15 Beatles Song Titles Translated for Nonprofit Professionals
The Beatles were an English rock band that formed in Liverpool, England, in 1960. With members John Lennon, Paul McCartney, George Harrison and Ringo Starr, they became widely regarded as the greatest and most influential act of the rock era.
These artists were included in TIME magazine's 100 most influential people of the 20th century. They are the best-selling band in history with sales of over 600 million records worldwide. The group was inducted into the Rock and Roll Hall of Fame in 1988.
While the Beatles were together from 1960 to 1970, they published more than 260 songs. According to former Rolling Stone Associate Editor Robert Greenfield, the Beatles were like Picasso in the sense that they broke through the constraints of their time period with something that was unique and original. If you were fortunate enough to witness the "British invasion," our trends in the U.S. followed their trends. It was exciting to see what the Beatles would do next as their songs changed through the decade of the 1960s.
As a nonprofit professional, I love to use the titles of some of the Beatles songs as a metaphor for what nonprofit professionals do to promote their profession.
These are a sample of 15 Beatles song titles and my translated thoughts:
- "Act Naturally"—In our actions with various internal and external constituencies we must be ourselves. We must be honest and transparent. You will know quickly if you have chemistry with others.
- "All You Need Is Love"—It is important to build relationships with others and stand the test of time. Make these real, and show you care about the people you work with and others you are engaging on behalf of the institution you serve.
- "Birthday"—Make sure you utilize some form of constant moves management with key donors, and don't forget their birthdays! They will appreciate the attention.
- "Do You Want to Know a Secret?"—Keep key stakeholders in the loop, and provide them with ongoing and special information that everyone may not receive. They will feel special.
- "Eight Days a Week"—If you work for a nonprofit it will seem like you work eight days a week. No one works 8 to 5 all of the time. Take care of your health!
- "Got To Get You Into My Life"—It is all about moving prospects from the prospect box to the donor box. Figure out how to get them into your life and maintain them for your life.
- "A Hard Day's Night"—Hopefully this doesn't happen all of the time, but it will happen with regularity if you remain in a nonprofit career. We do not have easy jobs.
- "I Saw Her Standing There"—I was at a reception recently when I saw a donor I had been trying to reach without success. I was a happy man as I secured a few precious minutes of her time to cultivate her, which led to another important meeting.
- "The Long and Winding Road"—How many times have you tried to secure a large gift from a prospect and found out it took many months? It takes strategies and effort just to identify, cultivate, solicit and steward large gifts.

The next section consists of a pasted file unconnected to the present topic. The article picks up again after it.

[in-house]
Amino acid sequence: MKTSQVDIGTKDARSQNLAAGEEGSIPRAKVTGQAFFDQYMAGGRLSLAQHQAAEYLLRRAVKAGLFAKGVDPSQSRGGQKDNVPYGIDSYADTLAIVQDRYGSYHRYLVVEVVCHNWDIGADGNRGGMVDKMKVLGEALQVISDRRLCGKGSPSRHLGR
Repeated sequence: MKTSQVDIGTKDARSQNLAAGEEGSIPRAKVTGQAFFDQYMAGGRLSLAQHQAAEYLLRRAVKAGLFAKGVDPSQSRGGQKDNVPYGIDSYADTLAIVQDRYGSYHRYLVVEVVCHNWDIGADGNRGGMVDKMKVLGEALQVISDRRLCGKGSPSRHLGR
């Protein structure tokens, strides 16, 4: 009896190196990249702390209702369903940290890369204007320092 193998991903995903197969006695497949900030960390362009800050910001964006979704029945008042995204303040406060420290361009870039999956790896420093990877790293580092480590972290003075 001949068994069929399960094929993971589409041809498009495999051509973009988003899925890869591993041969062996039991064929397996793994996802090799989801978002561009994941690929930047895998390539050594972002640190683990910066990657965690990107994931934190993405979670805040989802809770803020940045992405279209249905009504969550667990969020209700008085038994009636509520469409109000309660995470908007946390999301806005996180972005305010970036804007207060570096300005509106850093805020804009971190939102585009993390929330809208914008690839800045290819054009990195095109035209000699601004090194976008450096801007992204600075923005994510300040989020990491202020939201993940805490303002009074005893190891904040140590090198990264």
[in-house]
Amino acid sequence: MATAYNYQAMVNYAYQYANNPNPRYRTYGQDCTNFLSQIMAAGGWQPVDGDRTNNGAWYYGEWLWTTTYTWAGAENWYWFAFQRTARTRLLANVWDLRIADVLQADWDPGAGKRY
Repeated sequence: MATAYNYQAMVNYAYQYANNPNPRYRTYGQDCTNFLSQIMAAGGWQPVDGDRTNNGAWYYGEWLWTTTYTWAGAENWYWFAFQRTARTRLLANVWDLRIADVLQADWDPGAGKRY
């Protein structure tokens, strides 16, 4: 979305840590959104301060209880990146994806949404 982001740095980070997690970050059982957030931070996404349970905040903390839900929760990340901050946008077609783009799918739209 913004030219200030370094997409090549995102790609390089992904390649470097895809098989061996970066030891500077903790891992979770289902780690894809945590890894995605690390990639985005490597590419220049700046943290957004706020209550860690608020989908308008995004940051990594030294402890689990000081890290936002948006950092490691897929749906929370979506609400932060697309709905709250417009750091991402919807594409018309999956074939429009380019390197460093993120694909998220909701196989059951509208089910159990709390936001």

- "Taxman"—Have you ever attempted to secure an annual gift, major gift and planned gift from the same couple? You better be prepared with up to date tax information.
- "Twist and Shout"—I finally secured a significant gift from a donor one time and took my wife out, and yes, we did the twist and shout to a local band.
- "We Can Work It Out"—We all have had successes and failures with staff, volunteers, board members and others in our orbit. If our intent is sound, we can work problems out if the other party feels the same.
- "With a Little Help From My Friends"—I do not care what anyone says, no one succeeds in this business without help from a variety of friends and supporters. It is not about you.
- "Yesterday"—We make a maximum effort each day to do the best we can in our jobs. Let yesterday go, and look forward to what lies ahead tomorrow.
- "When I'm Sixty-Four"—That age for many is a strange time in their careers. Many professionals are coming and going at a crossroads. They wonder what will be next and what will be their legacies after they hang up their pledge cards.
Thank you, Beatles, for changing history and continuing to influence our profession through your music. We all should be proactive change agents and think about ways to improve our profession in the future.
F. Duke Haddad, EdD, CFRE, is currently associate director of development, director of capital campaigns and director of corporate development for The Salvation Army Indiana Division in Indianapolis, Indiana. In addition, he is also president of Duke Haddad and Associates, LLC, and freelance instructor for Nonprofit Web Advisor.
He has been a contributing author to NonProfit PRO for the past 13 years.
He received his doctorate degree from West Virginia University with an emphasis on education administration, master’s degree from Marshall University with an emphasis in public administration and a bachelor’s degree from West Virginia University in business administration, with an emphasis in marketing/management. He has also done post graduate work at the University of Louisville.